Hothouse Needed for Green Energy, Green Ideas Revolution

Concentrated Solar Power plant of Ain Beni Mathar, Morocco is a first in the world.

Countries cannot afford to miss the green wave of Rio+20

No alternative to low-carbon, resource-efficient economies

By Stephen Leahy

UXBRIDGE, Canada, May 25, 2012 (IPS)

Think of Rio+20 as the hothouse to grow the green ideas and values humanity needs to thrive in the 21st century.

No one is expecting, or even wants, a big new international treaty on sustainable development said Manish Bapna, interim president of the World Resources Institute, a global environmental think tank based in Washington, D.C.

“The important action will be on the sidelines of the formal negotiations,” Bapna told IPS in an interview.

Blocs of countries, civil society organisations and representatives of business will meet, create coalitions and make commitments on specific issues and on regional concerns.

“There could be some exciting specific commitments coming out of Rio,” Bapna said.

Perhaps the most important outcome from Rio+20 would be to put to rest the erroneous belief that protecting the environment comes at the cost of economic growth when it is in fact the opposite. Without a healthy, functioning environment, humanity loses the benefits of the environment’s “free products”: air, water, soil to grow food, stable climate and so on.

“One of the big hurdles to a sustainable future is that officials in many countries think they can’t afford to move onto a more sustainable pathway,” he said.

Bapna hopes Rio+20 will generate a “new narrative” – a wider understanding that there is no viable alternative to the transition to low-carbon, resource-efficient economies that alleviate poverty and create more jobs. Continue reading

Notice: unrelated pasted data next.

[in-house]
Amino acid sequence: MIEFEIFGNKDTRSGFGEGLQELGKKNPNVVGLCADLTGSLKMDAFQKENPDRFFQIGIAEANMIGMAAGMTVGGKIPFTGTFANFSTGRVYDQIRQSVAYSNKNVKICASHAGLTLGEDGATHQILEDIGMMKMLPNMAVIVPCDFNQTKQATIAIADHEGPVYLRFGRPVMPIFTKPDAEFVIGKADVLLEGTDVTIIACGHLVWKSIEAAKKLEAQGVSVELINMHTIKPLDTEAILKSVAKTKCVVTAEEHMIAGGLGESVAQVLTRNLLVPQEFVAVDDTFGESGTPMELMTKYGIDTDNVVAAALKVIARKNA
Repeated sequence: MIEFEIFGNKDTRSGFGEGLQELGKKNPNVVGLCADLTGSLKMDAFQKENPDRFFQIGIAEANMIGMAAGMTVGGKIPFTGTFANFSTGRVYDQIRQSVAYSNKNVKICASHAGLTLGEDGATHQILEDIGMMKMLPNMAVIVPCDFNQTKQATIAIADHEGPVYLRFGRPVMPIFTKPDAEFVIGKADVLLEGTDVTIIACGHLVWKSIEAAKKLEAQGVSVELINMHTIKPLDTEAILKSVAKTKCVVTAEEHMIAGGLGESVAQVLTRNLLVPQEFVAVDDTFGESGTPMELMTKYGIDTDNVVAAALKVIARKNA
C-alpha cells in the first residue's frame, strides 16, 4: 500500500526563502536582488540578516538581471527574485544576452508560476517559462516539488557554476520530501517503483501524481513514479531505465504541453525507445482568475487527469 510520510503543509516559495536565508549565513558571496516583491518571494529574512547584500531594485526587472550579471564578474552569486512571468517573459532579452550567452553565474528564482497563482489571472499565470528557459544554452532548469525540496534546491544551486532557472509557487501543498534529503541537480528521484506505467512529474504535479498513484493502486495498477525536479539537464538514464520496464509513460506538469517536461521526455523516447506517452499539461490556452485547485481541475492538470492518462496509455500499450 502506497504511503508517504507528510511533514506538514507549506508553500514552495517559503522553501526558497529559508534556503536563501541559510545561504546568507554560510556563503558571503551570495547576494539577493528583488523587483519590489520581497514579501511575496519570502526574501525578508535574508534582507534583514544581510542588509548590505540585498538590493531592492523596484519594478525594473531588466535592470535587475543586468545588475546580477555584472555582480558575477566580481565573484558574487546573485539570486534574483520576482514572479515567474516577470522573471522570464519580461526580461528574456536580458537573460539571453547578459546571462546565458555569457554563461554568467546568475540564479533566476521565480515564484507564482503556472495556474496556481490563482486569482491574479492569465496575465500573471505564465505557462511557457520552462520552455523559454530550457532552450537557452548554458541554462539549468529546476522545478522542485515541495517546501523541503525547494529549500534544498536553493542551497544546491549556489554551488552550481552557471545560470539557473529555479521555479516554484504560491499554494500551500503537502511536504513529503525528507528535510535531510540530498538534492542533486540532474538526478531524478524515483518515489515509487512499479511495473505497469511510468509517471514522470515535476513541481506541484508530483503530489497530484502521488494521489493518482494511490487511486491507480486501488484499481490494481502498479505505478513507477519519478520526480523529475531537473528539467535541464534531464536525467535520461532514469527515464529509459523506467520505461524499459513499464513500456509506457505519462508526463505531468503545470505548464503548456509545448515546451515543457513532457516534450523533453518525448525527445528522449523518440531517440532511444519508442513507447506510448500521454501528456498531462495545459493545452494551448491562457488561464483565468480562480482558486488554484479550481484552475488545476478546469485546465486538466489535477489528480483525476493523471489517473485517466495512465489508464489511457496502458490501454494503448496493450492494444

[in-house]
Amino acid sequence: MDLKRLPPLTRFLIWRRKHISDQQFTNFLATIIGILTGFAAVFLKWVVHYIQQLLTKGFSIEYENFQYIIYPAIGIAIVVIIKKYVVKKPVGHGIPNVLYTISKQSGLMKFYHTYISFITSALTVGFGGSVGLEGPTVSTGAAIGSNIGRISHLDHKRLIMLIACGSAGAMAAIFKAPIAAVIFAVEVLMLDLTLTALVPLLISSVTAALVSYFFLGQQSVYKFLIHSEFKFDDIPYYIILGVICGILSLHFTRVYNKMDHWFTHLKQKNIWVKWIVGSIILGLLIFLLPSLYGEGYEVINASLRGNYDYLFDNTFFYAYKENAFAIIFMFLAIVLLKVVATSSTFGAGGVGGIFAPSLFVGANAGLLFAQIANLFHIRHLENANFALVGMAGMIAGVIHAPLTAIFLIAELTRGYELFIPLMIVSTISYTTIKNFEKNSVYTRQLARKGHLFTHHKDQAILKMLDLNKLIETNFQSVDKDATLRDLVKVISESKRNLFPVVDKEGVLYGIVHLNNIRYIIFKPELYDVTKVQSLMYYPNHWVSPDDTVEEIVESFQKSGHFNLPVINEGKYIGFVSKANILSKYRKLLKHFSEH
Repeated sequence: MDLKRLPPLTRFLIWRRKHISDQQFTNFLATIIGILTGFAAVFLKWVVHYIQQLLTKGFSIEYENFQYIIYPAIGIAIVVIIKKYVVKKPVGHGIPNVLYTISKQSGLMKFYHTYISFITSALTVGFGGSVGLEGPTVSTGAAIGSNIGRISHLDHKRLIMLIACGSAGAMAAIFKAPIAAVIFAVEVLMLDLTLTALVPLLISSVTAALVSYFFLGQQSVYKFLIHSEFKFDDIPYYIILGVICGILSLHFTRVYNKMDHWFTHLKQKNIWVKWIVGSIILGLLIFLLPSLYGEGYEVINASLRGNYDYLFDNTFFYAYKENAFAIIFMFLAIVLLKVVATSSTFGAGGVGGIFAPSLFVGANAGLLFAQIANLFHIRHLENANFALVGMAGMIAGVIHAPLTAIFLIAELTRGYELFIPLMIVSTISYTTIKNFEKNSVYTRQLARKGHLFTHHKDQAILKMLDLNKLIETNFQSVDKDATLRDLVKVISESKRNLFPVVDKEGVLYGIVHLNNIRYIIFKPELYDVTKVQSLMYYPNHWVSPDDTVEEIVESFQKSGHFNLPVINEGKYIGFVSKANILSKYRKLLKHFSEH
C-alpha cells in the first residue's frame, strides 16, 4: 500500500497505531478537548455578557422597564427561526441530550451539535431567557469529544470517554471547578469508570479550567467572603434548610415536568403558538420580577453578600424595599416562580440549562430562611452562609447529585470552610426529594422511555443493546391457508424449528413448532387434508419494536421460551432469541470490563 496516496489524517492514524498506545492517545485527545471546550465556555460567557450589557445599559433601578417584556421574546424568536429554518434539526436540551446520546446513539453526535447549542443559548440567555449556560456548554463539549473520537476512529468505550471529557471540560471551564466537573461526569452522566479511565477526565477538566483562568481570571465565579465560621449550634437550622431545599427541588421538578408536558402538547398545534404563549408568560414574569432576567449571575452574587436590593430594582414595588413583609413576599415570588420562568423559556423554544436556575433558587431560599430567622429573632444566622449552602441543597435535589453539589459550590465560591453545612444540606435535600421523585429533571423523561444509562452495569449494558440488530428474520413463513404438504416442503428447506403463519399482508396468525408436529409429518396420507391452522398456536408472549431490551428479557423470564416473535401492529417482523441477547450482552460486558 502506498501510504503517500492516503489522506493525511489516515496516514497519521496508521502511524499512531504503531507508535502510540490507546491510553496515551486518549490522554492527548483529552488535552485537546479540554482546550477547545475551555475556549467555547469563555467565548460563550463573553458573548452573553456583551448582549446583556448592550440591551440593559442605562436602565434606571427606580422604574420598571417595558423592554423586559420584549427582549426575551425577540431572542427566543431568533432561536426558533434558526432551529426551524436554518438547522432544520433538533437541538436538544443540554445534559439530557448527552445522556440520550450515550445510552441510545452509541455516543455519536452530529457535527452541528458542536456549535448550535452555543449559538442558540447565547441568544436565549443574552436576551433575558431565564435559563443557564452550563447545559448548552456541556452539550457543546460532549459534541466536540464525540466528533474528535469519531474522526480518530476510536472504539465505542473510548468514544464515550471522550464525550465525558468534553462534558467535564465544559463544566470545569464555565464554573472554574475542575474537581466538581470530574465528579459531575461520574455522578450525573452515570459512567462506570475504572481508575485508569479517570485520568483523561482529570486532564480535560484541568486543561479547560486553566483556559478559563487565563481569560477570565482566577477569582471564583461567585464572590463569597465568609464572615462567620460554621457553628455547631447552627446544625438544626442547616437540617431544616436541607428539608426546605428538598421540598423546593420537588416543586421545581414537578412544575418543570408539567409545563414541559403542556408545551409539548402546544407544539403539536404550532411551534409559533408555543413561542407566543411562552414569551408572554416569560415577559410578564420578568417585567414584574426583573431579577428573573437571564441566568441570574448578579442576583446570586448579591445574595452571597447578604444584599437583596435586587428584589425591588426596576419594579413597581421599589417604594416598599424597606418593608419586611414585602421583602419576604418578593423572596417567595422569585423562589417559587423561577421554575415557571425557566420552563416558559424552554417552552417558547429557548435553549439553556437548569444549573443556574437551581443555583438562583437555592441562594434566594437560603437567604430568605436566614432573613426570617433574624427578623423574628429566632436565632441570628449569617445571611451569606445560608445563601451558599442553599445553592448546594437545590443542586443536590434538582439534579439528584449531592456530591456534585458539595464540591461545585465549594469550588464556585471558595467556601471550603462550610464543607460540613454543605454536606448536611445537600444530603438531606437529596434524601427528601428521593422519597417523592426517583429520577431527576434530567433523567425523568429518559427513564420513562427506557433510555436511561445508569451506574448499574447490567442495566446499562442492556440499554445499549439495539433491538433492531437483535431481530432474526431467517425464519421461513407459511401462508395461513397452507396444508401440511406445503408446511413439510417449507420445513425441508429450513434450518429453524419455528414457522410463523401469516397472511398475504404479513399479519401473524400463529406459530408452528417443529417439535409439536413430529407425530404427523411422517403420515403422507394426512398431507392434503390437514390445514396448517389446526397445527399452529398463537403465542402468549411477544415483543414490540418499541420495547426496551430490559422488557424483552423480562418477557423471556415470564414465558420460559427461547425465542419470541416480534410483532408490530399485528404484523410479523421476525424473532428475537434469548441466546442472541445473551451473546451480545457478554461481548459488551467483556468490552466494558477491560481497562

Hurricane Sandy Speaks: “People call me Frankenstorm, SuperStorm, WeatherBomb…”

Hi, this is Sandy. People are calling me ‘Frankenstorm’, ‘Superstorm’ and even ‘Weatherbomb’.

I don’t mean to hurt anyone but the record moisture in the atmosphere and heat in the ocean has given me uncontrollable power. I probably will cause billions of dollars of damage in Washington, New York City Boston and other parts of the Northeast. And I will kill some people, I already have. At least 66 people died when I swept through Jamaica and Cuba a few days ago.

I am a force of nature but you have to understand this is not all my fault.

Read full post at Hurricane Sandy Speaks (crosspost)

Extreme weather new normal with Climate Change

Climate change plays a role in all extreme weather now – atmosphere is 0.8C hotter and 4-6% wetter – turns out small increases can have big impacts. — Stephen

Stephen Leahy, International Environmental Journalist

By Stephen Leahy

CAIRNS, Australia, Apr 3, 2012 (Tierramérica)

Extreme weather is fast becoming the new normal. Canada and much of the United States experienced summer temperatures during winter this year, confirming the findings of a new report on extreme weather.